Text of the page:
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March 1, 2011
5 Min Read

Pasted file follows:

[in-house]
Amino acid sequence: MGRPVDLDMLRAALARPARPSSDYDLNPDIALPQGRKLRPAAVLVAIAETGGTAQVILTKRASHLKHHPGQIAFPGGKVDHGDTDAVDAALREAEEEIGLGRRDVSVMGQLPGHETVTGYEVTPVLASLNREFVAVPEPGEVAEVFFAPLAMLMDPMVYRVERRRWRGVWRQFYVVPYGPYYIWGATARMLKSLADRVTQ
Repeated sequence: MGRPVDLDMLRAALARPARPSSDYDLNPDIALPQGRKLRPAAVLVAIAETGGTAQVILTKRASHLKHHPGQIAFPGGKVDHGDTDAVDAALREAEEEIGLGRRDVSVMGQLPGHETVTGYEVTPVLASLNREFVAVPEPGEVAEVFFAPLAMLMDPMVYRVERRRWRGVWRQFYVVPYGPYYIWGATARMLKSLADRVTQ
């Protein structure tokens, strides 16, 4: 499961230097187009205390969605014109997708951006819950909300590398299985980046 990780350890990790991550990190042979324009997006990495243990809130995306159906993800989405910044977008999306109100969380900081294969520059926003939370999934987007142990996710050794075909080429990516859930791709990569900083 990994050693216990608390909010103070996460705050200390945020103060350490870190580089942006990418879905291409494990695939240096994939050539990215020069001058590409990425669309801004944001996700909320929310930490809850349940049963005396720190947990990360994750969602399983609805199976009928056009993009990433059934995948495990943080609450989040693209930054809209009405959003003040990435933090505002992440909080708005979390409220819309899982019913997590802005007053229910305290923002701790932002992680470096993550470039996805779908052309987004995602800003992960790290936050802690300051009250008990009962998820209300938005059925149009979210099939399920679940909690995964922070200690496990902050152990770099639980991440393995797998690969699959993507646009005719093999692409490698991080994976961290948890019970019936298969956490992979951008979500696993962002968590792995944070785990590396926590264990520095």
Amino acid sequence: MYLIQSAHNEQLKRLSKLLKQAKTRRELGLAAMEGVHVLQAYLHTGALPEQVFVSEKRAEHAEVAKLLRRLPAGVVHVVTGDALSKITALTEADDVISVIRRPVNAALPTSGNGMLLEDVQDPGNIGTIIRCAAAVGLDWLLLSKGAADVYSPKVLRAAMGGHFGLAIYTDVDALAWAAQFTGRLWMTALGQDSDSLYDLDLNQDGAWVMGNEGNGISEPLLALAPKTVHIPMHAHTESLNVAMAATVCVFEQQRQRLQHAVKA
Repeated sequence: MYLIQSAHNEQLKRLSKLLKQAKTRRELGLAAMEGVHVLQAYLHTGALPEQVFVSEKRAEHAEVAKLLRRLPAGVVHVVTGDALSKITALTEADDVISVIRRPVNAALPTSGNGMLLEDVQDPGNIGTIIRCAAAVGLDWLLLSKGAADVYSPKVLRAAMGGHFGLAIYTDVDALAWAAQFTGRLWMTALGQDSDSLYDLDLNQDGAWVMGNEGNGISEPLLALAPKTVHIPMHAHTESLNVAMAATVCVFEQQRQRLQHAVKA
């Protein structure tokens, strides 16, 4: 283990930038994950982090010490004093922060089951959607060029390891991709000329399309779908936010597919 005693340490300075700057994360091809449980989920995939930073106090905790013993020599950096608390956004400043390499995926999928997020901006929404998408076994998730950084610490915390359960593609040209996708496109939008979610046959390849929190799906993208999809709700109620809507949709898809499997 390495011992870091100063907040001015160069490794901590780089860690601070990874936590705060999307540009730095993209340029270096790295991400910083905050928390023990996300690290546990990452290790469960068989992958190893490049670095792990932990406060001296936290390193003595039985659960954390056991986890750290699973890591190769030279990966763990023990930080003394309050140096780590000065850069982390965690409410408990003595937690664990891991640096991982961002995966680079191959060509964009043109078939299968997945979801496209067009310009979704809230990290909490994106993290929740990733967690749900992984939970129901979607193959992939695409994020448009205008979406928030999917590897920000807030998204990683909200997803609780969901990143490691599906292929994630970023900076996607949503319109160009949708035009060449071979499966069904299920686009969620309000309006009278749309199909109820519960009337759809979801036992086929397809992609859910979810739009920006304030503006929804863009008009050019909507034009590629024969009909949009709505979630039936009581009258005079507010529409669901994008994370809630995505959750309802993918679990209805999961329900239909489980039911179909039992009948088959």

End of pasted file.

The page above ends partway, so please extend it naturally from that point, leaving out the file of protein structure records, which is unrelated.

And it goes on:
Facebook on Tuesday launched an updated plug-in that gives third-party Web sites access to the same user-moderator, user identity, and discussion-threading tools rolled-out recently across the social media site's user walls.